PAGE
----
Private sector helps NHS to meet targets

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The Independent Online
STAFF SHORTAGES are causing NHS hospitals to divert patients to the private sector in order to meet government targets for cutting waiting lists.

Although they have the money, many NHS hospitals do not have the facilities to provide the extra wards and operating sessions that are needed to clear the lists.

Frank Dobson, The Secretary of State for Health, said yesterday that an extra pounds 32m would go to health authorities as a "performance bonus" to reward those that had cut waiting lists, because figures showed that hospital spending on private agency nurses had doubled in five years.

A hospital in Coventry would use its share of the money to provide a second "clean air" theatre, significantly increasing the number of orthopaedic cases that could be treated. Redbridge and Waltham Forest Health Authority, in London, would invest the money in techniques to reduce the use of invasive surgery.

But it emerged that East London and the City Health Authority planned to spend pounds 200,000 on surgery at the private London Independent Hospital, where a room costs between pounds 250 and pounds 350 a day.

A spokeswoman for the health authority said: "It is very difficult to switch capacity on and off. This is the only way we can deliver quick treatment for people on the waiting list."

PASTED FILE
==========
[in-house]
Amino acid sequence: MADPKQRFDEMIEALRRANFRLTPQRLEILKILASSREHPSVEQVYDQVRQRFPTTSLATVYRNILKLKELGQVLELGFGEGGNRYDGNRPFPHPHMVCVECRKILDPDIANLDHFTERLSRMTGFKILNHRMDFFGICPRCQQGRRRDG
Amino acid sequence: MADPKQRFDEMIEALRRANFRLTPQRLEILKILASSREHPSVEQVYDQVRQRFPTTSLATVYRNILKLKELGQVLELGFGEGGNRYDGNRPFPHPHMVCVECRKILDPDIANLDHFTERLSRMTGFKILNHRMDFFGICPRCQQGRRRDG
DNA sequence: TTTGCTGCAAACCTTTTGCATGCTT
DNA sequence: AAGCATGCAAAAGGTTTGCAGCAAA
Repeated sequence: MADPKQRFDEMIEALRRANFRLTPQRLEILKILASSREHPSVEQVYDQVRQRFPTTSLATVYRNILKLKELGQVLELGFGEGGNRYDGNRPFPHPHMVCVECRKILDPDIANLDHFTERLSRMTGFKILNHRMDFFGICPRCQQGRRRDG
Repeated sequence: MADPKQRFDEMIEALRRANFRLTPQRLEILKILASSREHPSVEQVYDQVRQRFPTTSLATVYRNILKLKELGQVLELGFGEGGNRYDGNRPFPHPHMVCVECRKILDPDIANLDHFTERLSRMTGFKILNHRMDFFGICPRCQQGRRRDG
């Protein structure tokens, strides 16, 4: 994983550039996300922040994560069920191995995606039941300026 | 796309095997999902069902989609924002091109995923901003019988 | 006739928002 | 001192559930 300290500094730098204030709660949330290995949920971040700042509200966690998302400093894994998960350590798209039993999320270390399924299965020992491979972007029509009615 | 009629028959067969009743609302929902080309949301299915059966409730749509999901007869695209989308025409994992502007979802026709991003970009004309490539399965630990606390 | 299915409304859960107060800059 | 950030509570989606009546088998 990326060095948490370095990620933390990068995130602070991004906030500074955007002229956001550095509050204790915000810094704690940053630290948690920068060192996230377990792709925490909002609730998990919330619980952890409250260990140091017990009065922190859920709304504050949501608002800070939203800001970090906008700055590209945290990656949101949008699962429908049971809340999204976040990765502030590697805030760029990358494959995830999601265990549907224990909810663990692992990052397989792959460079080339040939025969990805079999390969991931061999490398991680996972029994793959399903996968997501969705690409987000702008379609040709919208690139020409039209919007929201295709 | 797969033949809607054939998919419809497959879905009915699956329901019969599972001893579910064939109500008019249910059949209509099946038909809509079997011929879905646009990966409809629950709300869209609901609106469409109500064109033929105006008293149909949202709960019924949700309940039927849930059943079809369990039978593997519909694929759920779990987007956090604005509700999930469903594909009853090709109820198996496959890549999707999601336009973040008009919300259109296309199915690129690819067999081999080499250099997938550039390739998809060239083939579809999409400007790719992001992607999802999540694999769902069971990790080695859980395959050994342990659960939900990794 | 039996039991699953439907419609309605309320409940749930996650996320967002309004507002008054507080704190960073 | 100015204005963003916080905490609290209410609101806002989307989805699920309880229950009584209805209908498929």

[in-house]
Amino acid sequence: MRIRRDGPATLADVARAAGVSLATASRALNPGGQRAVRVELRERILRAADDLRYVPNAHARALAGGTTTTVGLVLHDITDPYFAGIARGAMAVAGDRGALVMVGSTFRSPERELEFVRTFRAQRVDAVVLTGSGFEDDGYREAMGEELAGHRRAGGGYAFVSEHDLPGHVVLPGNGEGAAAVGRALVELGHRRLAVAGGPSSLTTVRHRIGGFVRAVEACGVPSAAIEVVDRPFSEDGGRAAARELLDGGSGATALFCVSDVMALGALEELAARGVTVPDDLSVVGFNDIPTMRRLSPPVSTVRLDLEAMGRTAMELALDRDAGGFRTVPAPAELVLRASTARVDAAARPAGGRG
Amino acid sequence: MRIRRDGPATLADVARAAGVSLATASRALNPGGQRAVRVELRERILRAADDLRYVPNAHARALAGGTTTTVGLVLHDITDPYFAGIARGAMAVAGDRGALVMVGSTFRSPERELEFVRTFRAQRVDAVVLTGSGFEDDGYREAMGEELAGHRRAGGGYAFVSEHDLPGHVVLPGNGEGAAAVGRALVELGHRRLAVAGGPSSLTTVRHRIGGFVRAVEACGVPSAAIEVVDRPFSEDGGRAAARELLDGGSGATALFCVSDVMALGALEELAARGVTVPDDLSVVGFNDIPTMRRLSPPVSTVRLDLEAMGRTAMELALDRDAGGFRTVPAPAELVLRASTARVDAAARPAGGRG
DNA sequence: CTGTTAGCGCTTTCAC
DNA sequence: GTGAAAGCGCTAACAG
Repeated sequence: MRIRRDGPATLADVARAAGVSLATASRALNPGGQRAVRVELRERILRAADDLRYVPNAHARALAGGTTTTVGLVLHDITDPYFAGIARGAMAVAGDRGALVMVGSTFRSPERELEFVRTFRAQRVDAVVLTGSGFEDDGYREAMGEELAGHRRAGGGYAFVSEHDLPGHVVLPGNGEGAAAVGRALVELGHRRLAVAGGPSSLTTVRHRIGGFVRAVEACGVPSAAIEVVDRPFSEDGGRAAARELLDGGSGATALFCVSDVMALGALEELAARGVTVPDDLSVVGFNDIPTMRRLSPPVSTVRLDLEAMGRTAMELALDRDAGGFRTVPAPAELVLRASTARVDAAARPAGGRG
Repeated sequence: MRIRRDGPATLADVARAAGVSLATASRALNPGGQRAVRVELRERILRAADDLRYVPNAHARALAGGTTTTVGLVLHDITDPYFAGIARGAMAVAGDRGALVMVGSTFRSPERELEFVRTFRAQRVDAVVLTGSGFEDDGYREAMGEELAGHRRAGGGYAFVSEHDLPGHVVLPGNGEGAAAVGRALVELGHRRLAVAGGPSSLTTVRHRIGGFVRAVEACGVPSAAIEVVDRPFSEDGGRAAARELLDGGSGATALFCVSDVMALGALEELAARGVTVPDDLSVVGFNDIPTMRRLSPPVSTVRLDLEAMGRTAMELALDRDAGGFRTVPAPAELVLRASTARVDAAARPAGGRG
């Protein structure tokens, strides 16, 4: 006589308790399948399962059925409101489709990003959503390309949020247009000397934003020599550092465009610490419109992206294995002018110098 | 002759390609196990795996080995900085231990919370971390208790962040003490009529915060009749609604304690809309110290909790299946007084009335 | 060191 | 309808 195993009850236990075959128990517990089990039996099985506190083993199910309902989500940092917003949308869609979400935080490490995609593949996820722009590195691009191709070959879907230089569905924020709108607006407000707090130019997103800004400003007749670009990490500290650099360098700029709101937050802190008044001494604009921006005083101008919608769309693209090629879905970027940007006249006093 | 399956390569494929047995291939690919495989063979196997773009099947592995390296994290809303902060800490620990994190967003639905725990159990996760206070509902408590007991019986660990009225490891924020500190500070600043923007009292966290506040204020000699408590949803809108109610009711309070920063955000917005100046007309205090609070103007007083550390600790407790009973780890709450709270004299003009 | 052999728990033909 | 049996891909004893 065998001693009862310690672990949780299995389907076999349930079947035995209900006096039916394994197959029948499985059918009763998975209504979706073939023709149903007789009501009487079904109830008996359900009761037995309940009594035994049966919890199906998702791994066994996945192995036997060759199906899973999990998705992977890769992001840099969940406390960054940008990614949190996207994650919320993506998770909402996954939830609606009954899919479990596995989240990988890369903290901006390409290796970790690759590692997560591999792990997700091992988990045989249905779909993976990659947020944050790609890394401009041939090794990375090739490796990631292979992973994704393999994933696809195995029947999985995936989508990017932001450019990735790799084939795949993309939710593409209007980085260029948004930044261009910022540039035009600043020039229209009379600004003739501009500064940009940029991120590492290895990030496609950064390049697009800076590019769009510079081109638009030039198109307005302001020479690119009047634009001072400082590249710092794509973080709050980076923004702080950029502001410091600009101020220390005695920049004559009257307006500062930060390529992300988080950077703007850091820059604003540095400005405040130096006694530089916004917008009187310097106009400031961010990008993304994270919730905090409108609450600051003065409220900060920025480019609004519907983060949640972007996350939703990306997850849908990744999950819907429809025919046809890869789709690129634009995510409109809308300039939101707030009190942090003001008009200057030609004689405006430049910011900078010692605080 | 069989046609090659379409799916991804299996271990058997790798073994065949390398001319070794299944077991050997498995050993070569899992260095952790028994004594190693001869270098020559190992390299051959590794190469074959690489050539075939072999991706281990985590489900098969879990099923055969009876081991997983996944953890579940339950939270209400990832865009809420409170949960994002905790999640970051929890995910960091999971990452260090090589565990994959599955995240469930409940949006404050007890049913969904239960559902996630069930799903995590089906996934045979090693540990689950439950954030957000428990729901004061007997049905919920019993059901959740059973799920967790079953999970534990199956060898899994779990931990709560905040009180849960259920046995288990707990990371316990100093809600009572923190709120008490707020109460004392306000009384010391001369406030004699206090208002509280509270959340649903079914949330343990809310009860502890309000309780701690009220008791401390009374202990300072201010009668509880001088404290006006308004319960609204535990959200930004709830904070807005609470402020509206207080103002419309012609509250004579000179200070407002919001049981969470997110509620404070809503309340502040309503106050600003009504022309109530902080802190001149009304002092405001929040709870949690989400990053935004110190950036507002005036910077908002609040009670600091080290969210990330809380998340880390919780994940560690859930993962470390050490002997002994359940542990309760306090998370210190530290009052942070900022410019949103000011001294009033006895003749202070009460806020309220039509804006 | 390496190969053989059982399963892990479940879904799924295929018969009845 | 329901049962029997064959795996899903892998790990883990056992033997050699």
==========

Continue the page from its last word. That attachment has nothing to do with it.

The pounds 32m performance fund - 10 per cent of the pounds 320m allocated nationally for cutting waiting lists this year - was intended to encourage best practice, but it is understood that all health authorities will receive a share.

Stephen Thornton, director of the NHS Confederation, said that the use of private hospitals and private agency nurses was diverting money from the NHS.

The British Medical Association joined the attack by calling on the Government to treat patients according to their clinical need rather than their position on a waiting list.

In a discussion paper published yesterday, which draws on experience abroad, the BMA said that when patients were put on surgery waiting lists, they should be given a score that reflected the severity of their condition and how quickly they needed surgery. There ought also to be national guidelines so that patients knew they would be given the same priority for surgery wherever they lived.

Dr Peter Hawker, chairman of the BMA's consultants' committee, said: "We must move away from the present focus this government has on total numbers waiting for surgery and look at the clinical priority of those awaiting surgery."